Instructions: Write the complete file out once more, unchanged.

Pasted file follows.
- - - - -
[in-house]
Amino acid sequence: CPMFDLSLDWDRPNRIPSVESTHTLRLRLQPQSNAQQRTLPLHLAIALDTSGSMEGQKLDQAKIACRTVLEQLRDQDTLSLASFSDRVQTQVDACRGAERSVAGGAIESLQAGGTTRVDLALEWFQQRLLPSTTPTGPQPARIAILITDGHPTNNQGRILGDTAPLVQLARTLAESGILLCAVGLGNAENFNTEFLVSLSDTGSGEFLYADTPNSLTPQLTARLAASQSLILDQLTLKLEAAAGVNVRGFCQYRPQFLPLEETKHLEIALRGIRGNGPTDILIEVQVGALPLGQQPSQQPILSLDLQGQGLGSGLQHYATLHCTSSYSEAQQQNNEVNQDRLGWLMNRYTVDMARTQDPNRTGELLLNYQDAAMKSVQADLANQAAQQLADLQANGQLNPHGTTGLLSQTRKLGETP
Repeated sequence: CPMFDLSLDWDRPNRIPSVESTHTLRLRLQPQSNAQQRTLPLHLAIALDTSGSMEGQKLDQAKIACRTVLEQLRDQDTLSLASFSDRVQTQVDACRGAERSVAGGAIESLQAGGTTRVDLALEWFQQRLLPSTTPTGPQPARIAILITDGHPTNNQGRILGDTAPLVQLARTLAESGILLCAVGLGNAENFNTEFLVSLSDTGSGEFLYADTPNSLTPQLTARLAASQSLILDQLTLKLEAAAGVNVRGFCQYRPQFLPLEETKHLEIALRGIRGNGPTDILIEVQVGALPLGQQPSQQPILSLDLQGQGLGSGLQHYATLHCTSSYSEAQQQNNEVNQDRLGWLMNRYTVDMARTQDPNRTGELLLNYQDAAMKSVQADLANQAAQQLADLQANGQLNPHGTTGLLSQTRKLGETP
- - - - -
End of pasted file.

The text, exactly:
[in-house]
Amino acid sequence: CPMFDLSLDWDRPNRIPSVESTHTLRLRLQPQSNAQQRTLPLHLAIALDTSGSMEGQKLDQAKIACRTVLEQLRDQDTLSLASFSDRVQTQVDACRGAERSVAGGAIESLQAGGTTRVDLALEWFQQRLLPSTTPTGPQPARIAILITDGHPTNNQGRILGDTAPLVQLARTLAESGILLCAVGLGNAENFNTEFLVSLSDTGSGEFLYADTPNSLTPQLTARLAASQSLILDQLTLKLEAAAGVNVRGFCQYRPQFLPLEETKHLEIALRGIRGNGPTDILIEVQVGALPLGQQPSQQPILSLDLQGQGLGSGLQHYATLHCTSSYSEAQQQNNEVNQDRLGWLMNRYTVDMARTQDPNRTGELLLNYQDAAMKSVQADLANQAAQQLADLQANGQLNPHGTTGLLSQTRKLGETP
Repeated sequence: CPMFDLSLDWDRPNRIPSVESTHTLRLRLQPQSNAQQRTLPLHLAIALDTSGSMEGQKLDQAKIACRTVLEQLRDQDTLSLASFSDRVQTQVDACRGAERSVAGGAIESLQAGGTTRVDLALEWFQQRLLPSTTPTGPQPARIAILITDGHPTNNQGRILGDTAPLVQLARTLAESGILLCAVGLGNAENFNTEFLVSLSDTGSGEFLYADTPNSLTPQLTARLAASQSLILDQLTLKLEAAAGVNVRGFCQYRPQFLPLEETKHLEIALRGIRGNGPTDILIEVQVGALPLGQQPSQQPILSLDLQGQGLGSGLQHYATLHCTSSYSEAQQQNNEVNQDRLGWLMNRYTVDMARTQDPNRTGELLLNYQDAAMKSVQADLANQAAQQLADLQANGQLNPHGTTGLLSQTRKLGETP